That being said, there is some truth to what they say (the hustlers, that is). Motivation helps you start, it helps you keep going, but it’s discipline that actually gets you to your goal. Now that I finally had that motivation, I was able to accept that I had no idea how to work on my self-discipline all on my own. My time management and the balance between school and my personal life were terrible, to say the least. So, after reflecting on my quality of life and my willingness to graduate now that I actually wanted the damn degree, I decided I would see a therapist for help.

That first session was all about my background, my life, and me providing context for her to be able to help me. I couldn’t have expected her comment when I told her about what I’m doing in school and how I ended up there; she said something along the lines of “hey, as long as it’s keeping you going, whether it’s you, mom, whatever.” I beat myself up so much those first two years for being motivated almost entirely by the fear of disappointing my mom. Now, that’s not to say my mentality at the time wasn’t toxic for me. Yeah, I had something to keep me going in school, which was great, but I had no bigger picture.

My intention behind attending school and earning a degree? There was none. I just had no idea what else I could do. Every time I contemplated dropping out, I feared I’d end up stuck at a job with no direction. In retrospect, I probably would have because the solution wasn’t staying in school or dropping out— it was finding my motivation again. Along with that, I had to find my intention. Why am I in school? Is this serving the person I want to be? What am I doing here?

The Little Things Matter Too

The answer didn’t have to be romantic; there just had to be an answer. I was there to learn. I love learning, and I was glad to have a thirst for knowledge and understanding again. That’s it. Now, my motivation? It changes anywhere from every two hours to every few weeks. That’s what my therapist helped me realize with her comment. My reason for motivation doesn’t matter as long as I know that I do want to reach that end goal. It was so quick and so simple I don’t think she has any idea she gave me this epiphany.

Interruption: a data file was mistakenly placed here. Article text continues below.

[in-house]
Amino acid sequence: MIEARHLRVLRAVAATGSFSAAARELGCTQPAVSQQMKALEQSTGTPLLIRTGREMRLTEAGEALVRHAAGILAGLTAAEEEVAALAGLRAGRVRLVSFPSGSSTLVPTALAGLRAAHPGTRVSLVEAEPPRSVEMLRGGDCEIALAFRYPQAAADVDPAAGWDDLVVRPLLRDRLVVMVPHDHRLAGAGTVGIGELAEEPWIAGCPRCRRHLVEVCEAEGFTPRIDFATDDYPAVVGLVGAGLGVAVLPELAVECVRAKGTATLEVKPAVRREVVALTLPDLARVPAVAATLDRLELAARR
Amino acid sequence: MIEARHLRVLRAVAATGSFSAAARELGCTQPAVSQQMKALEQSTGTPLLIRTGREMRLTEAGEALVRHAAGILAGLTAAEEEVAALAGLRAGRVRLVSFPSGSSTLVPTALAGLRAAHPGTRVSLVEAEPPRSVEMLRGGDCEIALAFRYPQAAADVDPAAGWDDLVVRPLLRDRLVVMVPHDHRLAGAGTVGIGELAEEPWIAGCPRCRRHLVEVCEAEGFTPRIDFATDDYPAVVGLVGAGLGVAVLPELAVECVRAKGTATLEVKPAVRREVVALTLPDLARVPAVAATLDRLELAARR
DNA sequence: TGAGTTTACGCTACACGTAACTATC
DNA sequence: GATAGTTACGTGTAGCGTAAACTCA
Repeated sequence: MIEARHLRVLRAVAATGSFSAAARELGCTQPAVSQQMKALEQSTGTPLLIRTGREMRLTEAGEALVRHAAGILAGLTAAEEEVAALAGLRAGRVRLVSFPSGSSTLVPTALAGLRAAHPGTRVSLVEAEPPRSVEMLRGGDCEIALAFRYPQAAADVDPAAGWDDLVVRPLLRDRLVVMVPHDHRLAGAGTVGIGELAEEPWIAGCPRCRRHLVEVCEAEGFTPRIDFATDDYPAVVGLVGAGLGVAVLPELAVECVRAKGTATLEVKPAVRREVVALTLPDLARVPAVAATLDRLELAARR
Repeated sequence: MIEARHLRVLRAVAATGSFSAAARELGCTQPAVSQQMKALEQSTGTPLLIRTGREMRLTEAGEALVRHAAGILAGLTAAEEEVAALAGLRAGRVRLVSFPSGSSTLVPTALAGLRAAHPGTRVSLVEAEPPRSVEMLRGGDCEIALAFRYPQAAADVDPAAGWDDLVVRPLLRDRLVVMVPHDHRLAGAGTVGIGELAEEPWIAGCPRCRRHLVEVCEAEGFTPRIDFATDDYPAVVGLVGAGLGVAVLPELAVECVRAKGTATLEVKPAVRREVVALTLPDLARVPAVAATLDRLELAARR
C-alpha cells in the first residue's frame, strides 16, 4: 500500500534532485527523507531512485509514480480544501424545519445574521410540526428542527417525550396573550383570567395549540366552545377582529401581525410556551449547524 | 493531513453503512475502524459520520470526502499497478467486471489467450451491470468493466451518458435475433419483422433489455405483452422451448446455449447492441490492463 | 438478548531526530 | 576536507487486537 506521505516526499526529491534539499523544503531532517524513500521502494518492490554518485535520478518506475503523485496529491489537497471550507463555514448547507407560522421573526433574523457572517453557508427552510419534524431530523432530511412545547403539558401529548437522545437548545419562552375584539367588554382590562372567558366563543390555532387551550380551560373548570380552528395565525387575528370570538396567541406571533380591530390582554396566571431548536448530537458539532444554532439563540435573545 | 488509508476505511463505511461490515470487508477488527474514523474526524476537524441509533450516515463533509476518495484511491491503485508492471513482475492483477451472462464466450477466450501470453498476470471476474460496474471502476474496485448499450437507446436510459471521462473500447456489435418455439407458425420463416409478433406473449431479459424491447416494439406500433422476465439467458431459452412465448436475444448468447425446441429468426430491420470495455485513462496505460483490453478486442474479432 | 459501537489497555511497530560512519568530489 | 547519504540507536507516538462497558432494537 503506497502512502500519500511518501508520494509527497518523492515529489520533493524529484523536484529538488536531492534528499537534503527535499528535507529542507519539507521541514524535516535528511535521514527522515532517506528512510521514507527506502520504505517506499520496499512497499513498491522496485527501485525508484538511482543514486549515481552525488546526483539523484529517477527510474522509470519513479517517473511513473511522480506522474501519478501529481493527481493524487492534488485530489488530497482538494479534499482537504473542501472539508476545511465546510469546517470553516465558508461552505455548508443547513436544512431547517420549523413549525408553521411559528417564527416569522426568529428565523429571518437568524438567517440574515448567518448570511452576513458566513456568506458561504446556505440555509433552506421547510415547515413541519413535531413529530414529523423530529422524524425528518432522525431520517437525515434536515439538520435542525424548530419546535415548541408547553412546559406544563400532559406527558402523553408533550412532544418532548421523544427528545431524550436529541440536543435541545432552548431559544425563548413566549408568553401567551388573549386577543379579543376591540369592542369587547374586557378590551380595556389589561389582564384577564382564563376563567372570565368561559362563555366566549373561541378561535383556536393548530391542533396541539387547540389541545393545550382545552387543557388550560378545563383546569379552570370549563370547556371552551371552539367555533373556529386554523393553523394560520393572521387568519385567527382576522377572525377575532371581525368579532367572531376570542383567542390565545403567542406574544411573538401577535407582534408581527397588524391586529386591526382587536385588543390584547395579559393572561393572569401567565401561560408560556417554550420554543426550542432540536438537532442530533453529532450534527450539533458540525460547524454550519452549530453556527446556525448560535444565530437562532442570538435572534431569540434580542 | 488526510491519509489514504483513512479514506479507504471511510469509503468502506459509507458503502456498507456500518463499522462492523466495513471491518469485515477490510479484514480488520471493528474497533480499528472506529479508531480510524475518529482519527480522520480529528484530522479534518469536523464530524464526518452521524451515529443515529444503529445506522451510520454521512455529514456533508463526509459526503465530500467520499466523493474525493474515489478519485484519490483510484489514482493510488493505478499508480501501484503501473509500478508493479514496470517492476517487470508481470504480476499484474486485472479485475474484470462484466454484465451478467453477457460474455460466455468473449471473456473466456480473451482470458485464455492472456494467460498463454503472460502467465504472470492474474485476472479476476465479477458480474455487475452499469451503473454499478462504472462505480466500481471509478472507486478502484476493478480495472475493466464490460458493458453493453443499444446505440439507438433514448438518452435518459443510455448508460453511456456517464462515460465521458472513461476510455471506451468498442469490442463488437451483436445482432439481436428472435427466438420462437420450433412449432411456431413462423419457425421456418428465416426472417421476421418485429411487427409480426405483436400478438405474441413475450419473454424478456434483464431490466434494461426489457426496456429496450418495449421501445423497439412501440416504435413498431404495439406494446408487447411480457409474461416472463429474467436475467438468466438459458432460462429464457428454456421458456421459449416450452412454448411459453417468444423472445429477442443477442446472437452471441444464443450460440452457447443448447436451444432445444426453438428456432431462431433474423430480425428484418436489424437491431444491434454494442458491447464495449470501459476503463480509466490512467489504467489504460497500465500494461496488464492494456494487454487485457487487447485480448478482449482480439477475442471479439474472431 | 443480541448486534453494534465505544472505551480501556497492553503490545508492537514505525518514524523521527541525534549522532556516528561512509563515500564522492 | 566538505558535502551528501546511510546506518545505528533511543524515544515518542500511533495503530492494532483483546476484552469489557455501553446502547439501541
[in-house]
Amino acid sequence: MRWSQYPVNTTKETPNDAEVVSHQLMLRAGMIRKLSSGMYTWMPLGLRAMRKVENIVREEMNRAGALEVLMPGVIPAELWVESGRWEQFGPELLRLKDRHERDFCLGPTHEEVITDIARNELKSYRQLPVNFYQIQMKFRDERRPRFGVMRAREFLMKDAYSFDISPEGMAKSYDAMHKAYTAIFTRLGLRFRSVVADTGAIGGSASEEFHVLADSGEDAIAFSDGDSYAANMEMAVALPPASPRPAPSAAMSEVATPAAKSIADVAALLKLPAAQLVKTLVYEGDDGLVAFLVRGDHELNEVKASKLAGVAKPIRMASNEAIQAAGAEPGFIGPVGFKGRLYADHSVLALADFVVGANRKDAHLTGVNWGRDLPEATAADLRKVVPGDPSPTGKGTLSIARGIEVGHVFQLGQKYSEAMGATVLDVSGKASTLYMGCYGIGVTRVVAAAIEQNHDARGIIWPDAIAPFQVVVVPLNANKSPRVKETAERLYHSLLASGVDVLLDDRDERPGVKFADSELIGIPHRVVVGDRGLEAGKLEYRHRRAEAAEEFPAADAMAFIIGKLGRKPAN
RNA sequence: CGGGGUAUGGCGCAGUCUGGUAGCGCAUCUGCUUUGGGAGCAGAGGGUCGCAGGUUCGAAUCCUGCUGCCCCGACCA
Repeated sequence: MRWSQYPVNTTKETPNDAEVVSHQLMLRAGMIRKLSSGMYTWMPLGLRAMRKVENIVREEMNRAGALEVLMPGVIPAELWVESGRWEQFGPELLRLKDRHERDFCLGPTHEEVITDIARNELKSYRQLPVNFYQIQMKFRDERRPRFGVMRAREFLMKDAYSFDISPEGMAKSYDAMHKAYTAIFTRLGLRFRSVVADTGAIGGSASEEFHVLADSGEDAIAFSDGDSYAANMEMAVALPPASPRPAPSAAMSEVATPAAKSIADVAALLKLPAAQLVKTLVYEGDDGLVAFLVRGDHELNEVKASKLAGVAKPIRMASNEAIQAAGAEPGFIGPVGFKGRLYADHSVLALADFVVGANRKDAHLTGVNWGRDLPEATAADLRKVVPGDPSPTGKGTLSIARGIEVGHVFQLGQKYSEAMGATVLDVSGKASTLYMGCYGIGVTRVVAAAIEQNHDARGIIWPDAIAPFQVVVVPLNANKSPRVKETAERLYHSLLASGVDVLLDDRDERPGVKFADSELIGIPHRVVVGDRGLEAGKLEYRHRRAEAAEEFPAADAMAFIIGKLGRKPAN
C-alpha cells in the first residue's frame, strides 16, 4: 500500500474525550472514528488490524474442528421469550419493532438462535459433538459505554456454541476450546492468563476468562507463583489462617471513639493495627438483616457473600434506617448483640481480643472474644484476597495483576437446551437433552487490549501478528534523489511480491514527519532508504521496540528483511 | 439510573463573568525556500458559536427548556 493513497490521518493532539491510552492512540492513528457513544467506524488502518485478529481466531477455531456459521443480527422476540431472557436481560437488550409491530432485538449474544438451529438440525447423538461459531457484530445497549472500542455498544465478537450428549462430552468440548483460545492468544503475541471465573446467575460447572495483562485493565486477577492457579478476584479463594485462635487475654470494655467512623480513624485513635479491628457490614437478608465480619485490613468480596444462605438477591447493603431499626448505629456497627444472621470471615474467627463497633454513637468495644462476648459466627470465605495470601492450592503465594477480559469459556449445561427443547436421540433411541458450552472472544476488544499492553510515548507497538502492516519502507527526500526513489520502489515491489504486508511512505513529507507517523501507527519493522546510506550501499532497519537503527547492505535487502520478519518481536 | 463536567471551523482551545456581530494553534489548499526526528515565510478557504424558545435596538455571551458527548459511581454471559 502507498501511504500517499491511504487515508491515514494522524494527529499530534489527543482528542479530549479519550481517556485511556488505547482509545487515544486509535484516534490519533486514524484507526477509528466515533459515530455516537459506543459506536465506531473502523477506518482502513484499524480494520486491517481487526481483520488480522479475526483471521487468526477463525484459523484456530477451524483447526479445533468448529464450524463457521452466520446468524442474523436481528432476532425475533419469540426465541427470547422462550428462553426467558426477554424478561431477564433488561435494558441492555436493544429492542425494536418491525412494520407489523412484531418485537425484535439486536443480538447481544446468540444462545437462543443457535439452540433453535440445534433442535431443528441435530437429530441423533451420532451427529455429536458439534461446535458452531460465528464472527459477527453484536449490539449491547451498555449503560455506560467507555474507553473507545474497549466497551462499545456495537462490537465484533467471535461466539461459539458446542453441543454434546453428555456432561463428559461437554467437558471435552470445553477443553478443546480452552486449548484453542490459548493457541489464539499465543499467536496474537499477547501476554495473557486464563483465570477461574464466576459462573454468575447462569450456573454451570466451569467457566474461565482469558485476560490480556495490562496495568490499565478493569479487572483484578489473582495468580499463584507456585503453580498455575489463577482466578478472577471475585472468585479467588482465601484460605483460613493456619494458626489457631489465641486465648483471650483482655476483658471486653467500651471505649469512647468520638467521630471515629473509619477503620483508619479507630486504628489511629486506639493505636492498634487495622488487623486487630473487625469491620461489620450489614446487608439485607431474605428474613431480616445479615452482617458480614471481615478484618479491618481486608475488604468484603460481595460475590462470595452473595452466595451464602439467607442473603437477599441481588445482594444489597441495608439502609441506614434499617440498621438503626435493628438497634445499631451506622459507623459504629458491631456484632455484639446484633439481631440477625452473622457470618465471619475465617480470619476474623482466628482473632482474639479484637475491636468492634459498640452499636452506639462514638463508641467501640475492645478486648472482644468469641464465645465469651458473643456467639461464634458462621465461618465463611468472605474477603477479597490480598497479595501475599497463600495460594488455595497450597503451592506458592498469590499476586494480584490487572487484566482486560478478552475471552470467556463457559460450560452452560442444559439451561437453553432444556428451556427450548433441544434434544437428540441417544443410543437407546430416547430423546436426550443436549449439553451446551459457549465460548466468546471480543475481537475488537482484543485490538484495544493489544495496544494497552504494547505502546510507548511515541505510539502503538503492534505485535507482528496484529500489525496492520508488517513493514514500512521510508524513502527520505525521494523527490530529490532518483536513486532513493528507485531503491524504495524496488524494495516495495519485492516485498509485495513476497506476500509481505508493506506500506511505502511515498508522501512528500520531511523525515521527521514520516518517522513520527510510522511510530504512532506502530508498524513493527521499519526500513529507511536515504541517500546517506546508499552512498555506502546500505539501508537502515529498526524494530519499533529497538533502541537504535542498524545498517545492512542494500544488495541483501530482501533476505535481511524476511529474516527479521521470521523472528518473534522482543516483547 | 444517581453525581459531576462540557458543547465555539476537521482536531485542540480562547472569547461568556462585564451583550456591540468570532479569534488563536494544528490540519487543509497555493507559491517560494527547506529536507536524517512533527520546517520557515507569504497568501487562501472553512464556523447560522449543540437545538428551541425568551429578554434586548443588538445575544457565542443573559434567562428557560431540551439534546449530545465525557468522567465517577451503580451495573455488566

My motivation today was wanting to make time to hang out with my cousin before she leaves town. Yesterday, my motivation was easing my workload for today so I could leave time to hang out with my cousin. On Sunday— well, I didn’t do any work on Sunday, but you get the point. Those are just things that help me get through the work for the day. Motivating me through the semester is everything I’ve got planned for the summer.

The point is, I need that motivation. I don’t believe anyone who says it’s all about discipline. Something got me to get off my phone and start on my work. Something got you off the couch and into the gym. Maybe it was the proof in the mirror of the progress you’ve already made, or maybe it was remembering how good it feels when you finally finish that workout. Something got you to start, and that something was motivation.

Don’t get me wrong, I don’t want you to push yourself to the point of burning yourself out. Of course there will be some days where there’s no putting it off and whatever work is on my mind will need to get done. On those days, I start with baby steps. It’s okay if you can’t find it sometimes, but remember that your reason doesn’t have to be romantic. It can be as simple as getting yourself to wash the dishes because you want a clean blender to make your smoothie. Now that you got a nice smoothie, you may feel more motivated to do something with your day.

Your work every day doesn’t have to be extravagant. We aren’t robots and we shouldn’t expect every day to be productive. I don’t force myself to do work when I’m exhausted or anxious, I do something to put myself in a better state before beginning. Almost every time, that something motivates me to begin.

While motivation comes and goes, you still have the ability to find it for yourself. Don’t beat yourself up for “lacking discipline” every time you don’t do something when you have no motivation. I think the discipline people speak of is really our ability to find that motivation every time we need it, however big or small.

About the Author

Born in Cuba and raised in Las Vegas, Cesia is a junior at UNLV pursuing a Bachelor of Arts in History with a concentration in Latin American history and a minor in French. Outside of her school interests, she finds herself particularly interested in astrology and travel plans. While she hopes to stay in the field of history, she is passionate about mental health and hopes to help others through her writing for us here at LYF.